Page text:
Every day, young children experience many such waves of enthusiasm, along with the accompanying “fertilizer release” in their brains. This is the reason why they learn so much in a short period of time with such delight. Not through instruction and guidance or other types of assistance. Instead, through playing, they learn a little bit more about the world every day, especially about their own abilities to discover and shape the world. Trying out what works. Finding out how something fits together or can be taken apart. Getting to know their own body, emotions, mental abilities, discovering their own talents and gifts, practicing and mastering special abilities – children do all this on their own while playing, unconsciously and without purpose. Biologists regard this as a “self-organizing process”: If the conditions and suitable and favorable, a person’s potential unfolds on its own, beginning when we are children but also later as adults.

The task for parents and teachers would be to create a space where this is possible. Where children are constantly able to learn about what excites them. Scrum4Schools goes in this direction. Giving children a chance to learn where they want to – at home or outside in nature, for example, instead of in school – would be the next logical consequence. Just as André Stern talks about, himself never having been in a school.

Free-learning – the first concept for “unschooling”

In Germany, at first glance this seems like a nearly impossible undertaking. There, school attendance is compulsory, which if enforced with help from the police if necessary. It’s a completely different story in England where there is no compulsory school attendance. There, as in many places in the USA, parents can decide how their children should be educated. Even in Austria it is possible to keep your child out of school, although in this case a so-called external student exam must be completed. This means the children take this test once a year to demonstrate they have learned the required school material. Thus, there is a whole line of people that have never seen a school from the inside. And there are people that organized themselves so that this type of learning can be implemented. In Austria, for example, there is a Community der Freilerner:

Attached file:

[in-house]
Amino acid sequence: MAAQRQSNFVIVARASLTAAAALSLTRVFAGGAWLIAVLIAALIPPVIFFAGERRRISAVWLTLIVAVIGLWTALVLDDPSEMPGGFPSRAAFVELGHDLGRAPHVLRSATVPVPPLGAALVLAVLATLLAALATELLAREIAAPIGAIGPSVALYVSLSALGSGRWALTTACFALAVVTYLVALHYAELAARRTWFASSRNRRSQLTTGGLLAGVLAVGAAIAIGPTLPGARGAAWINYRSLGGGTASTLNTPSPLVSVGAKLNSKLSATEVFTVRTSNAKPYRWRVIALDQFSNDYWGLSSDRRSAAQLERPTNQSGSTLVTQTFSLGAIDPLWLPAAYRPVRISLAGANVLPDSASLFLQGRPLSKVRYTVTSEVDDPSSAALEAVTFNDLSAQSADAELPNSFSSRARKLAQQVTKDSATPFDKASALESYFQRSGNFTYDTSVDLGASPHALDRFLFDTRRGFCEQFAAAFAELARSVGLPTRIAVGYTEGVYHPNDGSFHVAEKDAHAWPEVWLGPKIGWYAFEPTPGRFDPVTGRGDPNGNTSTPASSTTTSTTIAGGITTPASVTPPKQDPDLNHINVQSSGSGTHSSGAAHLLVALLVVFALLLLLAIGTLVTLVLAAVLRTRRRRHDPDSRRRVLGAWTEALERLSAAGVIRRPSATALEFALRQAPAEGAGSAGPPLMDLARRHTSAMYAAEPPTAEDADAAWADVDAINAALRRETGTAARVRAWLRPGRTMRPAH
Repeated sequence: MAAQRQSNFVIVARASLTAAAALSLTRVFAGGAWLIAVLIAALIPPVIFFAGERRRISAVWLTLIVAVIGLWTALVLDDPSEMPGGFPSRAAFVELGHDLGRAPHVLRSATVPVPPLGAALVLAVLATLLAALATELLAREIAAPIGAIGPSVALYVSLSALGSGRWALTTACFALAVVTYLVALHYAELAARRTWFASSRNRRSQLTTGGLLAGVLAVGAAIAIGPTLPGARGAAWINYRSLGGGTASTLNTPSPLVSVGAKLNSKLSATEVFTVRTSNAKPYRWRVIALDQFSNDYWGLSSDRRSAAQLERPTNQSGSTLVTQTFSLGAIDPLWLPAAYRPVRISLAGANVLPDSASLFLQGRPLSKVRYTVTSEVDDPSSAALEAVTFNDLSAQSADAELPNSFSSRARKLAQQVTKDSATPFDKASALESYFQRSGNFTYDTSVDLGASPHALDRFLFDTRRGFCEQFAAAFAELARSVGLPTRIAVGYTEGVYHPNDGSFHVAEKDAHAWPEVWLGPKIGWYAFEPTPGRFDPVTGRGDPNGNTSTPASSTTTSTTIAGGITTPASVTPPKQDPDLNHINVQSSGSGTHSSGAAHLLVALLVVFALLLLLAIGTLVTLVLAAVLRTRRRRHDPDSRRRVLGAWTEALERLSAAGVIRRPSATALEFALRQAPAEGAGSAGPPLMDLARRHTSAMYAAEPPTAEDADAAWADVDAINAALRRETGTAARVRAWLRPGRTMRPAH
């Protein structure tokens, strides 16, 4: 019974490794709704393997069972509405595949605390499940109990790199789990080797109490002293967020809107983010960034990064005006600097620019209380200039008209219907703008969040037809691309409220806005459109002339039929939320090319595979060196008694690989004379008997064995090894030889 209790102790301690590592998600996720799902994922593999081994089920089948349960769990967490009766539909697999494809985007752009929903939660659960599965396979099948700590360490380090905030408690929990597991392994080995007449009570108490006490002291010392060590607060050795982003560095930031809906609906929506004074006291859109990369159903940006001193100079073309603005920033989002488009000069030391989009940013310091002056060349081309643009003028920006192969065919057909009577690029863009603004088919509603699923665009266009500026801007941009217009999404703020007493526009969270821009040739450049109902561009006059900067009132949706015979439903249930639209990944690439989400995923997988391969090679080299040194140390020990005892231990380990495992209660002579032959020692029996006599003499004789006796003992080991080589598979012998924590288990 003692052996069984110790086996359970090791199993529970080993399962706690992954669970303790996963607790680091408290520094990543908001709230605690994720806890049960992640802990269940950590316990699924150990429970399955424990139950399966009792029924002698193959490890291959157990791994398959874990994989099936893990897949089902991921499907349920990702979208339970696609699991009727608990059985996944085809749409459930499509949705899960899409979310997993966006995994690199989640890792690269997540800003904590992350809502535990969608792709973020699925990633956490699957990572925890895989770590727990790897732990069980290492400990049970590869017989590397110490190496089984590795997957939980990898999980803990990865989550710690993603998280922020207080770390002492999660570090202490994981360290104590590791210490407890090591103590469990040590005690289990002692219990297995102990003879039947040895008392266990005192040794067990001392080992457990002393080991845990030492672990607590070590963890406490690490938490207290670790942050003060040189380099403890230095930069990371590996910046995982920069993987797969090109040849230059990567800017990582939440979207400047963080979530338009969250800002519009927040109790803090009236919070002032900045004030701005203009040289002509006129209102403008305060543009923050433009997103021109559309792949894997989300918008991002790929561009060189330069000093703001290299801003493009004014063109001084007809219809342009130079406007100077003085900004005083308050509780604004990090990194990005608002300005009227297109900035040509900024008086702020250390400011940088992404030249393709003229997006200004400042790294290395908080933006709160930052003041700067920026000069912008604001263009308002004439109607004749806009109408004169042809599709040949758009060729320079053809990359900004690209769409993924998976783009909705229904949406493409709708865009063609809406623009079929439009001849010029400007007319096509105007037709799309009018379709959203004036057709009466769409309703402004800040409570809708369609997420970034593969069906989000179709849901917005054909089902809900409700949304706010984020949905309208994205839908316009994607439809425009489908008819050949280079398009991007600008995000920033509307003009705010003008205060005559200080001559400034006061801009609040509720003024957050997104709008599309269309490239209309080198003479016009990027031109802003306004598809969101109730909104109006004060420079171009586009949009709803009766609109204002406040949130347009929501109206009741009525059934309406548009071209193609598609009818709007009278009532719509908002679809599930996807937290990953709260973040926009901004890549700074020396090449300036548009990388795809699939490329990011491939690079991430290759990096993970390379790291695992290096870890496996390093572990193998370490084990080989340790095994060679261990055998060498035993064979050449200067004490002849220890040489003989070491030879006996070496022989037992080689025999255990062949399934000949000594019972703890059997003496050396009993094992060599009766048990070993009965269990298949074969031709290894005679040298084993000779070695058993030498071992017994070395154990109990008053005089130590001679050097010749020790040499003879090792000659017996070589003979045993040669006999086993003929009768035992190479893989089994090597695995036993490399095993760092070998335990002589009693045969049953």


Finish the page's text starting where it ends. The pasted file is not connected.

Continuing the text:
Free-learning (or unschooling) refers to self-directed learning by young people in their respective environment, as compared to regular school or the classical form of homeschooling. In this type of learning, there are no planned lessons or pre-determined times during the day for school-type activities. The understanding is that learning and education happens everywhere all the time and is not tied to a particular institution; learning is accomplished through intrinsic rather than extrinsic motivation. The young person decides which interests they will pursue and when they will pursue them.